Los Angeles/Long Beach port complex clerical workers, who last year went on an eight-day strike that crippled operations at the seaport, ratified the terms of proposed labor agreements with employers, negotiators announced today.
Members of the International Longshore and Warehouse Union Local 63 Office Clerical Unit approved the pacts Wednesday night.
"OCU bargaining units voted and agreed to ratify the terms of tentative agreements reached with the Harbor Employers Association member companies Dec. 4," union negotiator John Fageaux and his management counterpart, Stephen Berry, said in a joint statement.
"The contracts for the roughly 600 office clerical workers and the 14 employers at the ports will run through June 30, 2016."
Because the union is dealing with more than a dozen employers, the agreement involves several contracts with varying terms, a union official said.
Earlier this month, clerical workers at three of the companies, many of them multi-national freight companies, refused to ratify the agreements reached last December after federal mediators were called in to end the strike, according to Fageaux, president of the clerical workers' union.
Some of the workers were disputing restructuring plans that would change the scope of their jobs, but those issues were resolved last night, he said.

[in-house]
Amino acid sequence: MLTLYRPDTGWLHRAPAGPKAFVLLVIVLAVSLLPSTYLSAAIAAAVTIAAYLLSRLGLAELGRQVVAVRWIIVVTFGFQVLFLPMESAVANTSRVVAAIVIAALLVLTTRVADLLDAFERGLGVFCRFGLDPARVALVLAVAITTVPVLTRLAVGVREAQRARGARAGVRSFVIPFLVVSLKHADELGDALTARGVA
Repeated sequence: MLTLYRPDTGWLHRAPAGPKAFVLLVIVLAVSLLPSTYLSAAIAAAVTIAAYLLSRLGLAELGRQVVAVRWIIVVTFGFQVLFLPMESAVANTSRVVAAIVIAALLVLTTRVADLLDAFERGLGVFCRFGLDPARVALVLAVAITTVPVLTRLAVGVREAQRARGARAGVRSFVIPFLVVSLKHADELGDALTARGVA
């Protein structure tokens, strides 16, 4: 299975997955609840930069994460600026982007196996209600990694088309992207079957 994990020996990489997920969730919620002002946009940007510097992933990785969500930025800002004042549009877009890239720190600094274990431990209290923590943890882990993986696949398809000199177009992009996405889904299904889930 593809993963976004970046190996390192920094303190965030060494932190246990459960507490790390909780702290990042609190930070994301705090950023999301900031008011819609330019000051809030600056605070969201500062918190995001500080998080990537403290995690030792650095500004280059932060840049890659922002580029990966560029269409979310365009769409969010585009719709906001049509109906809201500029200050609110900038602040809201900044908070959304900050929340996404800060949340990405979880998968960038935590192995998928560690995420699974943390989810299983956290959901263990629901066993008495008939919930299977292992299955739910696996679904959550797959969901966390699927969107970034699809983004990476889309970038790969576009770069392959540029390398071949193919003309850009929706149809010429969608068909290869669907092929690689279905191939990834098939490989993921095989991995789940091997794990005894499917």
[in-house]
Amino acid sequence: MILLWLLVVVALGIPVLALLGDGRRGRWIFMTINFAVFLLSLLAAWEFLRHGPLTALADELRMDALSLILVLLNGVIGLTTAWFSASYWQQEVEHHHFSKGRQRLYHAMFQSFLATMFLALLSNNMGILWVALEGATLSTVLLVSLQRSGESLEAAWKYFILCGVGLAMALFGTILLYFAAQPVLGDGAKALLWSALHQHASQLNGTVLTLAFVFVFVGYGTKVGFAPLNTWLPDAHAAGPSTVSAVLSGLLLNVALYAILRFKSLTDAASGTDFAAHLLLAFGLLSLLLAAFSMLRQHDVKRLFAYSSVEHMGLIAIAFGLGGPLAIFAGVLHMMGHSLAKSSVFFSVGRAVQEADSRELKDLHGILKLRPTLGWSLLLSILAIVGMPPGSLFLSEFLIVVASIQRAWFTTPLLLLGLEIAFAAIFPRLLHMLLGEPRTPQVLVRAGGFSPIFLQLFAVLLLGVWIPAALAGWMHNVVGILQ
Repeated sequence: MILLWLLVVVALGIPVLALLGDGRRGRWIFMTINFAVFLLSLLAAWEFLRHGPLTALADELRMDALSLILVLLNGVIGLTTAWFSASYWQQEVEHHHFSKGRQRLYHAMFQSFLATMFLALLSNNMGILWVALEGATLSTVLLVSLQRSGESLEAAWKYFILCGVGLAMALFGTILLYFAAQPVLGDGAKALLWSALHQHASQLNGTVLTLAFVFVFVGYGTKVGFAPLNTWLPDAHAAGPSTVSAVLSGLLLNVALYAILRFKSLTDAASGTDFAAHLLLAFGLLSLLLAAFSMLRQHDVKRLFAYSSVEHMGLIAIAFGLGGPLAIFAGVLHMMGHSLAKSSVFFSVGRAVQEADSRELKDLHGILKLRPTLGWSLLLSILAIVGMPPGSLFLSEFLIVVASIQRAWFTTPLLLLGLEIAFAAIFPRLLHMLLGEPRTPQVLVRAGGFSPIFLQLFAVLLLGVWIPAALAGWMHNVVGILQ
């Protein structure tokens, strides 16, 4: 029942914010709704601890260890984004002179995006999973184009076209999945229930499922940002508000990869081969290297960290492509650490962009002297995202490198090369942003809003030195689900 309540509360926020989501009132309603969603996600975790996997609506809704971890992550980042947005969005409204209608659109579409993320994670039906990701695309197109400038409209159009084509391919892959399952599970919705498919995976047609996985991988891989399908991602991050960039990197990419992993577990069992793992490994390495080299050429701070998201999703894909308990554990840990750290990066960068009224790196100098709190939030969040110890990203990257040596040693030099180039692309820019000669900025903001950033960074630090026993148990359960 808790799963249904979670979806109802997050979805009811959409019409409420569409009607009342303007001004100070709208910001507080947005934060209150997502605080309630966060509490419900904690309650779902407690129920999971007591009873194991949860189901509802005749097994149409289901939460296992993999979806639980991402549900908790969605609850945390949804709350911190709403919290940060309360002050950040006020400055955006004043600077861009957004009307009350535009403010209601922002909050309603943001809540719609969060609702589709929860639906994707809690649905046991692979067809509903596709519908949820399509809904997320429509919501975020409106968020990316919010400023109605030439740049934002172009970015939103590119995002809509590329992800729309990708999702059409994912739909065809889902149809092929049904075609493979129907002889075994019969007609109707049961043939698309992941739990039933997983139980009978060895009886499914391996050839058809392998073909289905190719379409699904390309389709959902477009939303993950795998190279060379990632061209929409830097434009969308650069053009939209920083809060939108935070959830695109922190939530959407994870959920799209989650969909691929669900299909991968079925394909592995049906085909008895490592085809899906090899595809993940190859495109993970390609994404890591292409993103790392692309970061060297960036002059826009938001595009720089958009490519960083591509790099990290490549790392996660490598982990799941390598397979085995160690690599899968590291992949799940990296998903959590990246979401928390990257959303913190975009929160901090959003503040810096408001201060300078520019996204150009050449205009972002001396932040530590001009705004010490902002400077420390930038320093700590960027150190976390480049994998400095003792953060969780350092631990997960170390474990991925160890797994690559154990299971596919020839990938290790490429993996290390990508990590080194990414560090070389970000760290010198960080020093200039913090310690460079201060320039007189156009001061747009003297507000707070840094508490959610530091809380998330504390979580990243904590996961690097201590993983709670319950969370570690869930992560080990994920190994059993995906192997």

The ratified agreement protects the clerical workers from getting laid off and increases their pay by $1 an hour, officials said. The union can also now audit employers' computer systems to ensure clerical tasks are not off-shored.
"Our scope of work and how it relates to the outsourcing of jobs, or the limiting of the outsourcing of jobs, was of paramount importance to the union," Fageaux said.
He added they did not get everything they requested, but "we did get everything we needed to get."
Negotiators for the employers said the deal was "good for workers, good for employers and—most of all—important for ensuring smooth operations at our Southern California ports...
"Our local, regional and national economies depend on these ports, and the agreements ratified ... pave the way for continued growth in the years ahead."
The strike by the clerks that started Nov. 27 was also supported by thousands of dock workers represented by the International Longshore and Warehouse Union.
About 20 ships were serviced by rival ports, including Ensenada, during the strike—the biggest work stoppage at the complex since a 10-day management lockout in 2002.